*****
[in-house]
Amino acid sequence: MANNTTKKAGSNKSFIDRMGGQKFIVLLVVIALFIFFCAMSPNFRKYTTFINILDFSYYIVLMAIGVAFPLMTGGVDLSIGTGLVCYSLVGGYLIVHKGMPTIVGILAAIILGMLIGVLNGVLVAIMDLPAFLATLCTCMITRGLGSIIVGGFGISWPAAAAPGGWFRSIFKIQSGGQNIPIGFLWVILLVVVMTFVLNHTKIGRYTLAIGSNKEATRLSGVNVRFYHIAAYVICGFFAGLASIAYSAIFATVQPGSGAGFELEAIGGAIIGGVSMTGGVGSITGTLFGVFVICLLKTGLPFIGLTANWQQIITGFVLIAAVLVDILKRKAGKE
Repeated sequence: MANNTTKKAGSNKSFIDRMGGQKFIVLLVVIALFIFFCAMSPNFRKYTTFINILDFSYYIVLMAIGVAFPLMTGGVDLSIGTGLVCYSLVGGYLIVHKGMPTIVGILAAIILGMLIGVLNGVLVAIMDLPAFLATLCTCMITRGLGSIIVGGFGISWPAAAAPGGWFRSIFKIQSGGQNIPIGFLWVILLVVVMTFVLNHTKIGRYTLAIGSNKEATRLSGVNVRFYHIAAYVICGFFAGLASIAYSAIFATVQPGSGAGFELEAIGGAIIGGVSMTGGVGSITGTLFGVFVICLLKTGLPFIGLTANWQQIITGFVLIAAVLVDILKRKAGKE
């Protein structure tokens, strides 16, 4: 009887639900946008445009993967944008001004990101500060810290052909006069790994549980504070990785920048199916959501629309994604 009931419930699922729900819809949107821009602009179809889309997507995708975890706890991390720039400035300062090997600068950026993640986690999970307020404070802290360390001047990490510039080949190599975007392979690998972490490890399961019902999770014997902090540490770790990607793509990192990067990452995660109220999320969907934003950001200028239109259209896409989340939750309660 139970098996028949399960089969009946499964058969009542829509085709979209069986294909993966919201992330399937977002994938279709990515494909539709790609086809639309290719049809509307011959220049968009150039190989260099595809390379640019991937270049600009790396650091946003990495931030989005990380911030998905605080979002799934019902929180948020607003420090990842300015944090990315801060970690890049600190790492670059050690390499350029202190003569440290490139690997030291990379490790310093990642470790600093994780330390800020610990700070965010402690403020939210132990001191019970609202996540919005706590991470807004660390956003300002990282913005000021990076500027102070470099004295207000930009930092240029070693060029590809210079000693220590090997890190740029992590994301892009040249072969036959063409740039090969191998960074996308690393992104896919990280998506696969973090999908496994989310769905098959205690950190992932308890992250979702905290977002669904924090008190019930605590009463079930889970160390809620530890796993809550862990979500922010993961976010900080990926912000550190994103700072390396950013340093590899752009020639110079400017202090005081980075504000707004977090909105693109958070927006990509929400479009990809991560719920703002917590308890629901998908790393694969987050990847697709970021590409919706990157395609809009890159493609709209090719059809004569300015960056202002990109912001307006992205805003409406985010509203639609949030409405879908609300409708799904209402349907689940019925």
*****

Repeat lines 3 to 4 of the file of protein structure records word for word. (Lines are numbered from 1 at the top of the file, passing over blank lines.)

Repeated sequence: MANNTTKKAGSNKSFIDRMGGQKFIVLLVVIALFIFFCAMSPNFRKYTTFINILDFSYYIVLMAIGVAFPLMTGGVDLSIGTGLVCYSLVGGYLIVHKGMPTIVGILAAIILGMLIGVLNGVLVAIMDLPAFLATLCTCMITRGLGSIIVGGFGISWPAAAAPGGWFRSIFKIQSGGQNIPIGFLWVILLVVVMTFVLNHTKIGRYTLAIGSNKEATRLSGVNVRFYHIAAYVICGFFAGLASIAYSAIFATVQPGSGAGFELEAIGGAIIGGVSMTGGVGSITGTLFGVFVICLLKTGLPFIGLTANWQQIITGFVLIAAVLVDILKRKAGKE
């Protein structure tokens, strides 16, 4: 009887639900946008445009993967944008001004990101500060810290052909006069790994549980504070990785920048199916959501629309994604 009931419930699922729900819809949107821009602009179809889309997507995708975890706890991390720039400035300062090997600068950026993640986690999970307020404070802290360390001047990490510039080949190599975007392979690998972490490890399961019902999770014997902090540490770790990607793509990192990067990452995660109220999320969907934003950001200028239109259209896409989340939750309660 139970098996028949399960089969009946499964058969009542829509085709979209069986294909993966919201992330399937977002994938279709990515494909539709790609086809639309290719049809509307011959220049968009150039190989260099595809390379640019991937270049600009790396650091946003990495931030989005990380911030998905605080979002799934019902929180948020607003420090990842300015944090990315801060970690890049600190790492670059050690390499350029202190003569440290490139690997030291990379490790310093990642470790600093994780330390800020610990700070965010402690403020939210132990001191019970609202996540919005706590991470807004660390956003300002990282913005000021990076500027102070470099004295207000930009930092240029070693060029590809210079000693220590090997890190740029992590994301892009040249072969036959063409740039090969191998960074996308690393992104896919990280998506696969973090999908496994989310769905098959205690950190992932308890992250979702905290977002669904924090008190019930605590009463079930889970160390809620530890796993809550862990979500922010993961976010900080990926912000550190994103700072390396950013340093590899752009020639110079400017202090005081980075504000707004977090909105693109958070927006990509929400479009990809991560719920703002917590308890629901998908790393694969987050990847697709970021590409919706990157395609809009890159493609709209090719059809004569300015960056202002990109912001307006992205805003409406985010509203639609949030409405879908609300409708799904209402349907689940019925």